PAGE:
Trump’s yuuuge negatives and the Ron Paul delusion

During the 2012 Republican convention, I spent a day at the Saddlebrook Resort outside Tampa, where the Texas delegation was staying.  Ron Paul had 20 of the state’s 155 delegates, and there were 20 alternates along for the ride.

I had lunch with some of the Paulists and spoke with them afterwards.  They were a likeable bunch, friendly (they were Texans, after all), bright, and well read.  But they were, most of them, True Believers.  Ron Paul was the messiah.  I was told by one alternate that historians would some day rank their man with Washington, Jefferson, and Madison.

They still also believed in the mantra I’d been hearing from Paul fans for years that there was a great mass of potential supporters out there, but they’d been hoodwinked by the media, which imposed a news blackout on Paul.

His delegates were never specific about the demographics of these latent libertarians.  But they were folks who shared Ron’s mistrust of politicians and deeply resented the wastefulness of government spending and the regulations that cost them so much time and money and curtailed their natural rights.  There were lots and lots of these freedom-loving, government- and Wall Street-hating types.

The only problem was this vast army of disaffected Paul voters didn’t exist.  Texans knew Ron very well, and he got only 12% of the primary vote, to 69% for Mitt.  The guy they saw as a saint others saw as a thin-lipped, humorless, tinfoil-hat ideologue.

It’s hard to imagine two politicians more unlike than Ron Paul and Donald Trump.

But Donald’s fans idolize their guy with the same fervor as the Paulists did theirs.  He can do no wrong.  And they also share the delusion that there are masses of voters out there who feel the same way but are being very quiet about it.  Of course, they don’t make the case that there’s a media blackout on Trump  only that these voters haven’t really given much thought yet to their candidate.  White working-class, blue-collar Dems, whatever they’ll come around.

They won’t.  Trump’s cult is at least three times the size of Paul’s.  But it maxes out below 30% nationally.  Among GOP voters, in the most recent polls in the 12 Super Tuesday states, he’s averaging 29.75%.

Familiarity has bred contempt.

Here are the net negatives on Trump from Gallup.

Among those familiar with him, his net favorable ratings are only +30 among Republicans, -30 among independents, and -74 among Democrats.  (As for favorable ratings among GOP voters which don’t directly translate into votes, of course Cruz had a net 65, Rubio 59, and Carson 58.)

Why do so many people despise Donald?

He has a yuuuge ego, but also a fragile one.  This is not an attractive combination. 

Last week, Mitt Romney asked all the candidates to release their recent tax records.  Fine.  Cruz and Rubio said they would.

How did Donald respond? 

He said he’s being audited for the last 12 years.  Really?  (Trump claims it was because of his “strong Christian faith.”) 

The IRS is still working on an audit from 12 years ago?  But so what?  He can still release his returns.  Nothing’s stopping him.  Then he said the returns tell you nothing.  Nothing interesting there, folks; move on.  Everything’s in the unaudited financial statement.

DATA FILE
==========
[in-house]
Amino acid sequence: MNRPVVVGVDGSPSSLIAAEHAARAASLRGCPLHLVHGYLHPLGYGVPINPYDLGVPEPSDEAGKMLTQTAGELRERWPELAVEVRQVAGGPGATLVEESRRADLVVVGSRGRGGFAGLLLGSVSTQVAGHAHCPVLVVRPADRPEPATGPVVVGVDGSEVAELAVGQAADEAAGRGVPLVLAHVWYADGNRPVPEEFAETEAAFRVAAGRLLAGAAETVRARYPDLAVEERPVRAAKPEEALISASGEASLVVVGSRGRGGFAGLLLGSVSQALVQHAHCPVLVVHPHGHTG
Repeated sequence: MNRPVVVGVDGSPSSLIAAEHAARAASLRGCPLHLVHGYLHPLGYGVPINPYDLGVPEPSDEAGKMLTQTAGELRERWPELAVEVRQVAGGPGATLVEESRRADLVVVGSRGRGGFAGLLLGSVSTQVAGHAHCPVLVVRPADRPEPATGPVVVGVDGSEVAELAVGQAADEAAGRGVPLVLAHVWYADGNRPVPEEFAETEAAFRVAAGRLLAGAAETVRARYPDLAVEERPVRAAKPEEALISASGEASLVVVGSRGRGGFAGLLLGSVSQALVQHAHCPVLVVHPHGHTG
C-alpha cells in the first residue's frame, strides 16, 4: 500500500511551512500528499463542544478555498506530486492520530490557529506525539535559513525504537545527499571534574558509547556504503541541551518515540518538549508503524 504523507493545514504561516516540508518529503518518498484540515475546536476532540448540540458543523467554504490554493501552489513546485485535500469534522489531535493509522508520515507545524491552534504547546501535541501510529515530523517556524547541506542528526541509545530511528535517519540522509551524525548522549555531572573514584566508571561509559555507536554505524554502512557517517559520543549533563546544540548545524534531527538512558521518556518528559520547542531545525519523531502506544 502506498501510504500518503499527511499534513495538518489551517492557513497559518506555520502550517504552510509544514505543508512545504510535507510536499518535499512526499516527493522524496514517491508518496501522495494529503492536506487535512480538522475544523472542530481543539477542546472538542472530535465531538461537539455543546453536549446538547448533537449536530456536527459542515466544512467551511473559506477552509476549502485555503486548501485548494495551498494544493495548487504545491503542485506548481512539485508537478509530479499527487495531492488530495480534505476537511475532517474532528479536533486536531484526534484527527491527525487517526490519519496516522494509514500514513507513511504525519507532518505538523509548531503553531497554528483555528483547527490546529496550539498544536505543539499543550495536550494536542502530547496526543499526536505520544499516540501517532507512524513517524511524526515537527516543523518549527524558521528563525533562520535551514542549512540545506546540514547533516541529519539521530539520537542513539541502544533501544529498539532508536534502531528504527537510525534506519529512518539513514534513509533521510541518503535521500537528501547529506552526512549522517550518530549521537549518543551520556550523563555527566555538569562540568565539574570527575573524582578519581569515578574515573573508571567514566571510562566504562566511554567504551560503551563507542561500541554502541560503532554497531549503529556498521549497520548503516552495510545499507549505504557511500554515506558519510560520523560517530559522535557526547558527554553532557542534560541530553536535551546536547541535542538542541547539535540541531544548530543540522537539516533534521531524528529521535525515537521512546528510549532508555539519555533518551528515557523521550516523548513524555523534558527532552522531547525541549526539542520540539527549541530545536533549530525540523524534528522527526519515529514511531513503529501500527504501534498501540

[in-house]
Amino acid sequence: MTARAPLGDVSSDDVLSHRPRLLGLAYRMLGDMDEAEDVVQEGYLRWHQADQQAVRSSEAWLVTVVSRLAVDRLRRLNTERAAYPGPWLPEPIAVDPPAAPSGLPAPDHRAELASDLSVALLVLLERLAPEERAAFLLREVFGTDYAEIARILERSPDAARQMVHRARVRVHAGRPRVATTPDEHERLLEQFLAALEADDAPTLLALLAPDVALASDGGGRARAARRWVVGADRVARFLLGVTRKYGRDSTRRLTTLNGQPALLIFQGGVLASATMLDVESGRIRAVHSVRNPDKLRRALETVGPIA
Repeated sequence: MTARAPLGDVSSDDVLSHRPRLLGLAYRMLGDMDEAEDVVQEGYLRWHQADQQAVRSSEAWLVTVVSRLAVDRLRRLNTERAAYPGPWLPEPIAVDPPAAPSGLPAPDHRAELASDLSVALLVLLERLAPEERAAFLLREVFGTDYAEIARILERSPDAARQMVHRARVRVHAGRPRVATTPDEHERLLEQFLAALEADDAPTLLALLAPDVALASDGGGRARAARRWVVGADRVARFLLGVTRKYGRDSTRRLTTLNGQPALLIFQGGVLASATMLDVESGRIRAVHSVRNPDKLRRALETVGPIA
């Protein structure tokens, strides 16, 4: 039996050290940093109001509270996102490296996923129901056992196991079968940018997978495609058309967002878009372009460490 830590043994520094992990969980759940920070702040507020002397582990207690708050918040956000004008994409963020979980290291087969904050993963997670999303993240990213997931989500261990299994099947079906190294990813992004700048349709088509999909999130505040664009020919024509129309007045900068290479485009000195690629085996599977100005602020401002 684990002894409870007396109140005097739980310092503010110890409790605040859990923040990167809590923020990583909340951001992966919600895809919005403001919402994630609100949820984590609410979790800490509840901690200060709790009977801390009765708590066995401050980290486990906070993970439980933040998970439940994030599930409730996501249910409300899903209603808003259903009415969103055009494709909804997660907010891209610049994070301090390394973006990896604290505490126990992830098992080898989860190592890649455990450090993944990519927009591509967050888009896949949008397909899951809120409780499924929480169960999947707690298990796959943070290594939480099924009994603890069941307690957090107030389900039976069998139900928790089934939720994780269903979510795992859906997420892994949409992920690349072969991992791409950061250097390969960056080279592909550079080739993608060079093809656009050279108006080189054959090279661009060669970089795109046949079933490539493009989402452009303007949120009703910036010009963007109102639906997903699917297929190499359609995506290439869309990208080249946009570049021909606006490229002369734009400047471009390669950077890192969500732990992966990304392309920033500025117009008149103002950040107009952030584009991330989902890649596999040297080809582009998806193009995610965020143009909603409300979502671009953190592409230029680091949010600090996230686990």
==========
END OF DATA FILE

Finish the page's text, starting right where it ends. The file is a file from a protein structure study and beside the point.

How about letting us decide?

And then, inevitably, he attacked Mitt Romney.  He went after him in his usual way:  a demeaning, mocking personal attack.  The Trump trademark.

When Hugh Hewitt asked Donald a question he didn’t like, Trump ridiculed Hugh’s ratings.  When another candidate says something critical about him, he disses the candidate’s polling numbers.

Bullies are attractive to people who have fragile egos themselves.  They’re not attractive to people who value civility, decency, and good manners. 

Ronald Reagan defended America’s security and restored prosperity.  He came across as strong and principled.  But those of us old enough to remember him know that he was at the same time genial, courteous, and thoughtful.  He had a sense of irony.  He never mocked or belittled anyone.  He was never abusive and insulting.  He didn’t gloat or smirk.

Personality matters.  We learned that if we didn’t know it already in 2008.  Obama had no legislative accomplishments and offered no specifics about his policies.  It was all about Hope and Change, and the fact that, as Joe Biden memorably put it, “you got the first mainstream African-American who is articulate and bright and clean and a nice-looking guy.  I mean, that's a storybook, man.”

In all the elections since Jimmy Carter’s 1976 win, the most likeable guy has won, whether he’s been the most conservative candidate since World War II, like Reagan, or the most leftist, like Obama.

We’ve got someone in the White House now who lies, conceals records, and is incredibly thin-skinned.  Do we want a nominal Republican who does the same?

Obama concealed his unpleasant underside.  Donald trumpets his.

Of course, there are plenty of other reasons for conservatives to dislike Trump.  But the bombast, the incoherence, the anger and abusiveness are by themselves yuuuge negatives.

If Trump is the nominee, some conservatives will hold their nose and vote for him, given the alternative.  But lots will sit the election out – many more than did for Romney.

Ironically, Trump’s candidacy will be a boon for Ron Paul fans.  The Libertarian Party could more than double its 2012 vote total.

And Donald is not going pick up many independents or Dems, the way the candid, amiable, civilized Reagan did.